A California congressman has introduced legislation aimed at addressing the severe case backlog at U.S. Citizenship and Immigration Services (USCIS), which has reportedly reached nearly 10 million cases earlier this year.
In a news release, U.S. Rep. Tony Cárdenas (D-Pacoima) said his Case Backlog and Transparency Act of 2022 (H.R. 9226) would establish new reporting requirements for the USCIS and Government Accountability Office “to determine the reasons for the processing delays and find potential solutions to reduce the immigration case backlog.”
According to Cárdenas’ office, between 2015 and 2020, the number of cases awaiting a decision at USCIS grew from 3.2 to 5.8 million. During a presentation in February, the USCIS said it was reviewing more than 9.5 million pending applications, amounting to a 66% increase from the end of fiscal year 2019.
“The extreme immigration backlog at USCIS is leaving countless individuals in limbo,” Cárdenas said in a statement. “Right now, families in my district and across the country are left waiting weeks, months and even years without a single update on their case or let alone a resolution. This isn’t fair to these applicants; they deserve to have the peace of mind that their cases are being handled fairly and timely.”
The act, which was introduced on Oct. 25, would establish quarterly reporting requirements, including the number of pending immigration benefit applications, the net backlog, average processing times, assessment of USCIS procedures and efforts to eliminate the backlog.
EB-5 industry endorses legislation
The Case Backlog and Transparency Act of 2022 has been endorsed by the American Immigration Lawyers Association (AILA), Coalition for Humane Immigrant Rights of Los Angeles (CHIRLA) and National Partnership for New Americans (NPNA).
“For years, the families, vulnerable individuals, and U.S. businesses that our more than 16,000 members regularly represent have suffered devastating consequences from USCIS’s processing delays,” AILA Executive Director Benjamin Johnson said in a statement. “Families have been separated, businesses have lost key employees, and vulnerable individuals remain in jeopardy. We commend Representative Cardenas for remaining steadfast in holding USCIS accountable. This bill will demand that USCIS review and analyze the causes of the ever-growing immigration case backlog and ensure efficient and effective solutions are put in place for its customers.”
Nicole Melaku, executive director of NPNA, said in a news release that the act “represents a positive step towards understanding the causes of USCIS backlogs and having the public reporting that it is necessary to increase accountability and transparency. For years, NPNA has called for USCIS to reduce backlogs and processing delays so that families and individuals do not have to wait unnecessarily for their applications to be processed. We commend this act for proposing common sense solutions, where Congress and USCIS can work together to address this issue and enhance efficiency and fairness."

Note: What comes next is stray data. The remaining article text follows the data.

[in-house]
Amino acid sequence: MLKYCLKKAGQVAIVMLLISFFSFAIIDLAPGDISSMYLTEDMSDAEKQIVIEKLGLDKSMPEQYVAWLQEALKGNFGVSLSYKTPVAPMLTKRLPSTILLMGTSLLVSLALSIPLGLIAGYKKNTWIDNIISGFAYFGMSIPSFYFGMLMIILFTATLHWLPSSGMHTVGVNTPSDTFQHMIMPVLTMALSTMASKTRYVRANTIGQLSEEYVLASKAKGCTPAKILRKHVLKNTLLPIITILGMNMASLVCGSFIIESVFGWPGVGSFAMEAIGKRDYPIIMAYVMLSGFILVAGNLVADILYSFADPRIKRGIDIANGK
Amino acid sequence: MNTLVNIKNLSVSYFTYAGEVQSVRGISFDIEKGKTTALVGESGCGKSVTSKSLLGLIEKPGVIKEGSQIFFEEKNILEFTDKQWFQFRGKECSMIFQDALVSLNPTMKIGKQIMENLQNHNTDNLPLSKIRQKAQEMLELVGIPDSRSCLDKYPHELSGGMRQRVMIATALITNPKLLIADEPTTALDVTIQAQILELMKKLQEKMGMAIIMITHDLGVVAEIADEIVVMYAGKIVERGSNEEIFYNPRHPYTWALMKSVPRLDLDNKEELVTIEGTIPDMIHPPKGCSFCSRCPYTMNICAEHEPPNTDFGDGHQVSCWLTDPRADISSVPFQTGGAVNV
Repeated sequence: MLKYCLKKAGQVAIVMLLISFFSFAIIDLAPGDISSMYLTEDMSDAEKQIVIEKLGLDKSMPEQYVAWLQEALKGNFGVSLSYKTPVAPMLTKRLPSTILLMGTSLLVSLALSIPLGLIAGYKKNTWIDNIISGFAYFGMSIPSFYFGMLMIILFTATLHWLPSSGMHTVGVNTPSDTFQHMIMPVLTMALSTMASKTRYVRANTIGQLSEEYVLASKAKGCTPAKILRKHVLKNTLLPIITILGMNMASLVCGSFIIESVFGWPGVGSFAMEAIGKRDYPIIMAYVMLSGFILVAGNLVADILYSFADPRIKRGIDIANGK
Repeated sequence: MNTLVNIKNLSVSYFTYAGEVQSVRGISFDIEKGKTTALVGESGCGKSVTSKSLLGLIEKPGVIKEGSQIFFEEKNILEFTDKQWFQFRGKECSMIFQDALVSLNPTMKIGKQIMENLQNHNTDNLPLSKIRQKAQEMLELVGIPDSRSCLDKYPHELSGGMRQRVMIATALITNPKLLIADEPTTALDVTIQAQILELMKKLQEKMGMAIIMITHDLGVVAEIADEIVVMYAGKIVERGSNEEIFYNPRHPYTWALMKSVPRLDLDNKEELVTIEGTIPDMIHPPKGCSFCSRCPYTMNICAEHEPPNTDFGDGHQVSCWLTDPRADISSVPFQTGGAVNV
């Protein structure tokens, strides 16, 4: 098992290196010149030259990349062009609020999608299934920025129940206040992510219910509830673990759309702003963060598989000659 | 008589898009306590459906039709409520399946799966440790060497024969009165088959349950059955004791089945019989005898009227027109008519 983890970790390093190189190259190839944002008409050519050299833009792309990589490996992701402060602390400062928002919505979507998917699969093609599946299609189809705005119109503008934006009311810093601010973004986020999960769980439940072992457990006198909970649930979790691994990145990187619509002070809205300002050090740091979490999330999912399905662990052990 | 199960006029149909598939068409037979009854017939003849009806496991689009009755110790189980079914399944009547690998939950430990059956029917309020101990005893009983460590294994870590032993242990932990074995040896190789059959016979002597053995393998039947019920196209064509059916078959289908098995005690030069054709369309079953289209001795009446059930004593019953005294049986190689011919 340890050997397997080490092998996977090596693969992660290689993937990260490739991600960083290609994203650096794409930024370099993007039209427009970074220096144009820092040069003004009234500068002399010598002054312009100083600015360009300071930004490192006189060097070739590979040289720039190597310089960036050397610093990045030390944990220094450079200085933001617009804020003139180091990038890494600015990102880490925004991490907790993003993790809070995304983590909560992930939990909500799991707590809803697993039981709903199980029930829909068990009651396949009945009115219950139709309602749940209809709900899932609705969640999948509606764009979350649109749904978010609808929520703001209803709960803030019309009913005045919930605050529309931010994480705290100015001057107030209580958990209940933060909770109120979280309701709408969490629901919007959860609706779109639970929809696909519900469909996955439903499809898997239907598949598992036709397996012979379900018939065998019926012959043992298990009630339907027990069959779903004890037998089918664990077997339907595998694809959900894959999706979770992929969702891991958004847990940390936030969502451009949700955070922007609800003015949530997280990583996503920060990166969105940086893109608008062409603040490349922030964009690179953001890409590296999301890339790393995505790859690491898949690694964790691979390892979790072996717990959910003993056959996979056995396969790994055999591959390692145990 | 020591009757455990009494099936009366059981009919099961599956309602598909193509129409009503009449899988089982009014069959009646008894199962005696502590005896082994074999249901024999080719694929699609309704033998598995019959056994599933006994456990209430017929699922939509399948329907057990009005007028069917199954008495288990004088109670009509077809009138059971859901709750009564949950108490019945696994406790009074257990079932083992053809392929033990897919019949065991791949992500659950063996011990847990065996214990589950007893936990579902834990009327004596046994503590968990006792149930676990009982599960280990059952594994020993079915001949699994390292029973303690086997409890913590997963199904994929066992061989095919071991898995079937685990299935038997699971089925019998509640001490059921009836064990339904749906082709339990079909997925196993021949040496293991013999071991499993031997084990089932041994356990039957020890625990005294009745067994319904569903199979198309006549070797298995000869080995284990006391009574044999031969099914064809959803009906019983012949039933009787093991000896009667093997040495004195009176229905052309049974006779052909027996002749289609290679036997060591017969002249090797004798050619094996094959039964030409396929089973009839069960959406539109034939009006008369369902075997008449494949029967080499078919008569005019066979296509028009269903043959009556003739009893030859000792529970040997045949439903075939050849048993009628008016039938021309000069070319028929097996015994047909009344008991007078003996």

EB-5 community responds to backlog legislation
Attorney Bernard Wolfsdorf, managing partner of WR Immigration based in Santa Monica, Calif., called Congressman Cárdenas’ bill “precisely the legislation we need.”
He noted that the Biden administration’s attempts to fix America’s “broken immigration system” have failed, and that Congress must now take the lead amid processing times that have “gone from bad to worse.”
“Our economy urgently needs a solution to be able to hire the best and the brightest graduates coming out of our universities, particularly in the high technology and healthcare areas, but also to address the shortage of skilled workers in construction, transportation and many other critical sectors,” Wolfsdorf said. “Investor cases also languish for years at adjudication centers and consulates worldwide. With almost 6 million cases waiting adjudication, Congress needs to act now to provide transparency and real solutions to these absurd waiting lines that have also caused hundreds of thousands of visas to be wasted in both family and employment categories.”
Marko Issever, an EB-5 industry broker dealer and CEO of America EB5 Visa, LLC based in New York, predicted that the legislation would improve the backlog situation. He called the bill “a step in the right direction” that would help his clients, some of whom have not heard from USCIS in years.
“There is no question that the accountability of USCIS to higher authority should help the current situation of the unprecedentedly long backlog of processing times,” he said. “Even though the immediate intent of the proposed act is to reduce family-based immigration categories, it should help all of them. That said, the proposed act is more informative. We need a call for action. I have not seen any clear proposed processing times for each category. I have also not seen the consequences or the repercussions of not meeting the processing time goals.”
Issever noted that a major issue within USCIS is lack of funding. The Case Backlog and Transparency Act would help estimate the amount of funds needed to address the backlog.
“Once they get the resources they need, missing these goals by more than a small percentage should have seriously punitive consequences,” Issever added.